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Fighting Financial Crime with
Connected Data
We help organisations get more value from their
Data
Training
Consulting
Deliver
Deliver
Build
Data
Solutions
Lean
Informa...
What is Financial Crime?
Fin
an
cia
e
Fraud
Cheque
Fraud
Mortgage
Fraud
Credit
Card
Fraud
Medical
Fraud
Corporate
Fraud
Securities
Fraud
Market
Man...
Things that may surprise you about Financial Crime
Its widespread
It’s increasing
Its invisible
Economically costly
Financ...
How have Financial Services firms
typically reacted to Financial Crime?
Several large fines > large
compliance budgets:
HS...
Financial Crime &
Connected Data
opportunities
2016 – a bumper year for financial
crime so far
Market
manipulation
Fraud & collusion
Sanctions evasion, money
laundering ...
Key drivers of solution choice
Requirements - The ‘connectedness’
characteristics of your data
Constraints
3 CD Financial ...
Case study 1:
Fraud rings Semantically
unambiguous
domain & mainly
structured sources
Timeliness &
performance
requirement...
Case study 2:
Panama
Papers
Evolving schema
as
understanding
evolves
Simplicity & time
to market key
drivers
No control ov...
More entities, more attributes, more
relationship types
Extract, Transform,
Load
Two interesting Panama portals
here today
RDF, SPARQL, linked to Geonames &
DBPedia Country resources
Property-graph, Cyph...
Case study 3:
Trade Finance
& paper based
products
Research & self
service more
important (red flag
investigation)
Timelin...
Financial Criminals are rational agents
Credit card
fraud
Trade
Finance
crimes
Examples of TF crimes:
- Dealing with sanct...
Leveraging semantics, linked data &
graphs
Sources
‘Graphy’ questions
Semantic
search &
Processing
Indexing Extraction
Ext...
Summary
Solution choice considerations – Requirements &
Constraints.
Questions?
Come and speak to us (we’re v. friendly…)
Fighting financial crime with connected data
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Fighting financial crime with connected data

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James Phare's slides from his talk at Connected Data London. James is a managing director of Data to Value, he presented what are the best ways to make use of this emerging Connected Data technology to better fight financial crime.

Published in: Technology
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Fighting financial crime with connected data

  1. 1. Fighting Financial Crime with Connected Data
  2. 2. We help organisations get more value from their Data Training Consulting Deliver Deliver Build Data Solutions Lean Information ManagementPowers
  3. 3. What is Financial Crime?
  4. 4. Fin an cia e Fraud Cheque Fraud Mortgage Fraud Credit Card Fraud Medical Fraud Corporate Fraud Securities Fraud Market Manipulation Payment Fraud Theft Identity Theft Tax Evasion Embezzle ment Bribery Money Laundering Forgery & Counterfeiting Cybercrime Elder Abuse Violent Crime Financial Crime Embezzlement Related to
  5. 5. Things that may surprise you about Financial Crime Its widespread It’s increasing Its invisible Economically costly Financial criminals are transnational, rational, organised and highly data & IT literate Its industrial in terms of economies of scale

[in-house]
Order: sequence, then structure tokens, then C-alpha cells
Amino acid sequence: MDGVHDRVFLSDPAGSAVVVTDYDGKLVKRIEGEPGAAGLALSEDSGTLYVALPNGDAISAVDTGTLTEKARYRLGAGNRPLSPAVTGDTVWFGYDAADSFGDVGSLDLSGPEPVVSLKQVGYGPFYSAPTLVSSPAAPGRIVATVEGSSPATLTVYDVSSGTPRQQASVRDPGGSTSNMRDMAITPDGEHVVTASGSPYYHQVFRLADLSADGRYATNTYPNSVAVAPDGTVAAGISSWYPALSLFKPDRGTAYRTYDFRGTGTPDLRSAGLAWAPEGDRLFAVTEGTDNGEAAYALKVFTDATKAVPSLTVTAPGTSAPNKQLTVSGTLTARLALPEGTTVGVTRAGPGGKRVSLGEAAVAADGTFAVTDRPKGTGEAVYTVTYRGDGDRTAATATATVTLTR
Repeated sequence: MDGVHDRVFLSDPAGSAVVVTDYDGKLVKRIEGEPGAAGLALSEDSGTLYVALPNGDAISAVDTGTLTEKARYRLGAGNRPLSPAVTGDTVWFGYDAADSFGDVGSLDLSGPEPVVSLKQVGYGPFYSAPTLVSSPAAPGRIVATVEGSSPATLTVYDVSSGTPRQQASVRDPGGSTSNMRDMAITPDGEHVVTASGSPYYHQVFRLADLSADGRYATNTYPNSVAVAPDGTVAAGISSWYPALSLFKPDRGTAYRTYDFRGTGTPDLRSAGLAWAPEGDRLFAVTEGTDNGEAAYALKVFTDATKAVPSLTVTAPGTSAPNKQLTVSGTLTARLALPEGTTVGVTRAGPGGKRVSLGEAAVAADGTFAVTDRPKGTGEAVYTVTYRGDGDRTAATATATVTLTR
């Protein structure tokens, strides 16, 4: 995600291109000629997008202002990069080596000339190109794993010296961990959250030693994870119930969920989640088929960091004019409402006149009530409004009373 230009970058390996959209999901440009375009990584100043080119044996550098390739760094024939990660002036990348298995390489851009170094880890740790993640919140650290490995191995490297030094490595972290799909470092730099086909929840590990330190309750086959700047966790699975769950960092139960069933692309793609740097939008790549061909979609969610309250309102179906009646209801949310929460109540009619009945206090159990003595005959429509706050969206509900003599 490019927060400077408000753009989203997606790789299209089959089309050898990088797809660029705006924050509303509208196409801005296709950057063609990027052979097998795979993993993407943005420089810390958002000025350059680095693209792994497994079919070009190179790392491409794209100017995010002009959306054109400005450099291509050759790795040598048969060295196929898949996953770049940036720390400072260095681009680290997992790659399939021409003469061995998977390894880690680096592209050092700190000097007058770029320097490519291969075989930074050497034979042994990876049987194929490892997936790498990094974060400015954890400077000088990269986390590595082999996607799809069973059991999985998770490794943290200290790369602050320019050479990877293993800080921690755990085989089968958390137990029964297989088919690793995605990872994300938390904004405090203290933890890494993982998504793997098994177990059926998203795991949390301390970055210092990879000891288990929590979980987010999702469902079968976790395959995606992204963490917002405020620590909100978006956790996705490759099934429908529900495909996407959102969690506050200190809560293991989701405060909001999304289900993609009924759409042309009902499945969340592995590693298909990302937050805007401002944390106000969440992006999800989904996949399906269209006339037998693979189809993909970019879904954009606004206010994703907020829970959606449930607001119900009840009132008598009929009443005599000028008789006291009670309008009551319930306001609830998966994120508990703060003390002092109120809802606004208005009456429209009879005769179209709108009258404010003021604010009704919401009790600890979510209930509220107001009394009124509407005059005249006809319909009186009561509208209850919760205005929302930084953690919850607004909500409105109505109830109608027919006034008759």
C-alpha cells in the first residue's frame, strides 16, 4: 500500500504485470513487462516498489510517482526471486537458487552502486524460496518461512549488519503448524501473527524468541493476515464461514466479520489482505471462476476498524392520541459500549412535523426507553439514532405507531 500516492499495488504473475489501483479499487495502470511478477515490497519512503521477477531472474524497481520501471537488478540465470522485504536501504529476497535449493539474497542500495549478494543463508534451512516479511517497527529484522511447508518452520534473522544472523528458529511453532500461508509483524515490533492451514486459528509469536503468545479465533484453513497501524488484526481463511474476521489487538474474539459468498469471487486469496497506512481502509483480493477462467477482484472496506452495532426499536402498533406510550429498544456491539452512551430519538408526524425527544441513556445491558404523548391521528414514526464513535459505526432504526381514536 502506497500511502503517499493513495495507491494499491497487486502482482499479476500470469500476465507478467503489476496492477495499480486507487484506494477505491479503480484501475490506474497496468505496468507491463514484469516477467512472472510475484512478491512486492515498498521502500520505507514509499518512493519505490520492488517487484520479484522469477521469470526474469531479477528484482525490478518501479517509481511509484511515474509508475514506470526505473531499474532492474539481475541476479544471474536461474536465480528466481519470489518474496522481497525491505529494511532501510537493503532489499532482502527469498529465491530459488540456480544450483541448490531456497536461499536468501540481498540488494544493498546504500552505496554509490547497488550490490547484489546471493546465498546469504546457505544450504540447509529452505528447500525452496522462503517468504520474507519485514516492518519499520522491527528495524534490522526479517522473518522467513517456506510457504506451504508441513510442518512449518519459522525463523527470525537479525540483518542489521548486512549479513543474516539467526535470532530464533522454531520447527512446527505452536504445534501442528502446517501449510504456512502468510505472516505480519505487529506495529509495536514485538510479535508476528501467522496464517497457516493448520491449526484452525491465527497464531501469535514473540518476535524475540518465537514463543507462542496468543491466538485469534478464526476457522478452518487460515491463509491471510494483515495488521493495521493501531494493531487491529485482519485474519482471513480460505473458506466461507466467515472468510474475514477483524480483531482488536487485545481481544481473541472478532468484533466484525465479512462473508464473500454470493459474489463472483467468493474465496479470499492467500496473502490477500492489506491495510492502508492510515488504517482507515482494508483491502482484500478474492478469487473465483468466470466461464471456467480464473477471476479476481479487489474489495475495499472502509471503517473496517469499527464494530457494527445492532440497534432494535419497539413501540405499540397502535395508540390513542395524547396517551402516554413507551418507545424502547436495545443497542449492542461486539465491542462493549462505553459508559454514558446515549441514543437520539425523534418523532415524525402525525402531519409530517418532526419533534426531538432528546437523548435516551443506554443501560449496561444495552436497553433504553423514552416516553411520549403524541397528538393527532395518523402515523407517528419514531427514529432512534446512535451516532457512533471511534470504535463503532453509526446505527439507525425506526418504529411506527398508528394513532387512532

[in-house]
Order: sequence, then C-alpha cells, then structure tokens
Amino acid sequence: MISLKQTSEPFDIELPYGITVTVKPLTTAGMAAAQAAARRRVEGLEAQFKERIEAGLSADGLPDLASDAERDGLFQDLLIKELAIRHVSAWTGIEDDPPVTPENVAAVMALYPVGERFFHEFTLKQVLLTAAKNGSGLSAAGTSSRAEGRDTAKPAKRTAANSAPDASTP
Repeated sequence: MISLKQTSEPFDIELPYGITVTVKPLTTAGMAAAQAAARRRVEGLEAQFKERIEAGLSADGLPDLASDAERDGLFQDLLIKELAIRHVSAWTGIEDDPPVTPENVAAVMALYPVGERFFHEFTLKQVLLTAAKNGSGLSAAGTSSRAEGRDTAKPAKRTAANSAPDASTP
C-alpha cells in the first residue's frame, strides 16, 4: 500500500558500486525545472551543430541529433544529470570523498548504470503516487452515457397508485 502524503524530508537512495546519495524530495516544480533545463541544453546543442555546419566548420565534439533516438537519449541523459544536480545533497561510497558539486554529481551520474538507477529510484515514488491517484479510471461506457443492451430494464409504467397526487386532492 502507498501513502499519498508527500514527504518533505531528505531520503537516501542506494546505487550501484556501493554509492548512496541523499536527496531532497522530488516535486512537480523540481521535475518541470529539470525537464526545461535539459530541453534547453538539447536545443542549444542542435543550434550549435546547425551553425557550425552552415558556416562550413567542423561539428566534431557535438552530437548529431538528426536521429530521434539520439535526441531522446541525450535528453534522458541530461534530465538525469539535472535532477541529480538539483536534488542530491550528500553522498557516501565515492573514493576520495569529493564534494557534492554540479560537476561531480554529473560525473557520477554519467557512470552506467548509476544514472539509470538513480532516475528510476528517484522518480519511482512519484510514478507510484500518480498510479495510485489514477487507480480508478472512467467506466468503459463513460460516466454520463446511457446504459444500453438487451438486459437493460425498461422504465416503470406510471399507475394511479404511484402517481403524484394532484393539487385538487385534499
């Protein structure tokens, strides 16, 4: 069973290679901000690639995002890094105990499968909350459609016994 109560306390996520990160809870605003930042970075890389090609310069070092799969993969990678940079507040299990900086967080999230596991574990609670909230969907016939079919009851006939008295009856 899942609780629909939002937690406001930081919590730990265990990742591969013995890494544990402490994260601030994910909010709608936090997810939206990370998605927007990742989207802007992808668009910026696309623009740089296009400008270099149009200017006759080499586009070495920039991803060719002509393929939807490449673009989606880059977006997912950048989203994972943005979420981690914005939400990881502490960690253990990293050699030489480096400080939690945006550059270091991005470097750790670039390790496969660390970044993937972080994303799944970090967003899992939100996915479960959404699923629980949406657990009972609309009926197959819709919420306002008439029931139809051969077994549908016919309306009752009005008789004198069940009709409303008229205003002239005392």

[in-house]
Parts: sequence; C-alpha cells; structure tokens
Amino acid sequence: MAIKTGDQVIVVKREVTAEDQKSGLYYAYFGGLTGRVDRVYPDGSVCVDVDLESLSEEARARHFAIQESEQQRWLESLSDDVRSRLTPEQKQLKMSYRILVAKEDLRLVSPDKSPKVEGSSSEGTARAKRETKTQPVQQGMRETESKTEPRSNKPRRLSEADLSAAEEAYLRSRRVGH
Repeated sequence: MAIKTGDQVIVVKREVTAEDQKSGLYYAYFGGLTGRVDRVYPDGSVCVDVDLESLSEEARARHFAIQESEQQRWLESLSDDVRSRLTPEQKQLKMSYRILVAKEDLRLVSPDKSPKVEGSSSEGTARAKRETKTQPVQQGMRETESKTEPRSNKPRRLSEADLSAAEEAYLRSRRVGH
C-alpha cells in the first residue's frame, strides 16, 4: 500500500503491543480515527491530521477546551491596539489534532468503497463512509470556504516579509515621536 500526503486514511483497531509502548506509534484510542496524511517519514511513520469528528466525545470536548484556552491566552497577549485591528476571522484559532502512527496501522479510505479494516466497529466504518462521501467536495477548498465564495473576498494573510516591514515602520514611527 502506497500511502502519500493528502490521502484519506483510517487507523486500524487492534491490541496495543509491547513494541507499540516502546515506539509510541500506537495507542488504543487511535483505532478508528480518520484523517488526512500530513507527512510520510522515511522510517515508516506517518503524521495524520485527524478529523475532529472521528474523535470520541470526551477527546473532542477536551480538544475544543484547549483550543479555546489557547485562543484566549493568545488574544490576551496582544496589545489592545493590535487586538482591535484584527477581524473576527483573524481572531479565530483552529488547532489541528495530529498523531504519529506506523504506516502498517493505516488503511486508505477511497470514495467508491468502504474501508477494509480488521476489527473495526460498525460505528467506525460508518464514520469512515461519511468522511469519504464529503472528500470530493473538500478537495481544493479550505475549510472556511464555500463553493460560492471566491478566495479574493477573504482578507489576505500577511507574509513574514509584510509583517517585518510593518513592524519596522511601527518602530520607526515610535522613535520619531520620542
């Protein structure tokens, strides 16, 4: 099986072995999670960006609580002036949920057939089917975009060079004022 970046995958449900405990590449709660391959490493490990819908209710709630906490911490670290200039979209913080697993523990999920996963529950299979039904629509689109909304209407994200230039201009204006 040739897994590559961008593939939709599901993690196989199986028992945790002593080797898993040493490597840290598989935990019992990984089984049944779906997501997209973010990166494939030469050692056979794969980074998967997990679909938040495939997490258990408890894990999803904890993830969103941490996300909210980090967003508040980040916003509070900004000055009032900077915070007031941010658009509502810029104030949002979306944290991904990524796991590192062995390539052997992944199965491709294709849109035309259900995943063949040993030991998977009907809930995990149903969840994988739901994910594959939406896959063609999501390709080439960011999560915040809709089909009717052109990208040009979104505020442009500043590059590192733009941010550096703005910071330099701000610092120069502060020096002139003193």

6. 6. How have Financial Services firms typically reacted to Financial Crime? Several large fines > large compliance budgets: HSBC $1.9bn Standard Chartered $1bn BNP Paribas $8.8bn Typical responses: Hired more compliance people Initiated large regulatory change initiatives Data & Technology investments
  7. 7. Financial Crime & Connected Data opportunities
  8. 8. 2016 – a bumper year for financial crime so far Market manipulation Fraud & collusion Sanctions evasion, money laundering & tax evasion Theft Insurance Fraud Trade Finance Minimal ‘Connected Dataness’ Highly connected
  9. 9. Key drivers of solution choice Requirements - The ‘connectedness’ characteristics of your data Constraints 3 CD Financial Crime examples > different implementation technology choices
  10. 10. Case study 1: Fraud rings Semantically unambiguous domain & mainly structured sources Timeliness & performance requirements Control over sources & specific questions to ask
  11. 11. Case study 2: Panama Papers Evolving schema as understanding evolves Simplicity & time to market key drivers No control over sources & standards used > reverse engineering
  12. 12. More entities, more attributes, more relationship types Extract, Transform, Load
  13. 13. Two interesting Panama portals here today RDF, SPARQL, linked to Geonames & DBPedia Country resources Property-graph, Cypher, soft link to Open Corporates http://data.ontotext.com/ https://offshoreleaks.icij.org
  14. 14. Case study 3: Trade Finance & paper based products Research & self service more important (red flag investigation) Timeliness less important than interoperability & standards Control over sources > forward engineering & opportunities for standards & schemas
  15. 15. Financial Criminals are rational agents Credit card fraud Trade Finance crimes Examples of TF crimes: - Dealing with sanctioned countries– e.g. Russia - Dealing with sanctioned companies, ships or shipping agents - Dealing with sanctioned individuals e.g. terrorists - Money Laundering - Dealing in Dual Use goods (nuclear, military, chemical)
  16. 16. Leveraging semantics, linked data & graphs Sources ‘Graphy’ questions Semantic search & Processing Indexing Extraction Extensibility
  17. 17. Summary Solution choice considerations – Requirements & Constraints. Questions? Come and speak to us (we’re v. friendly…)

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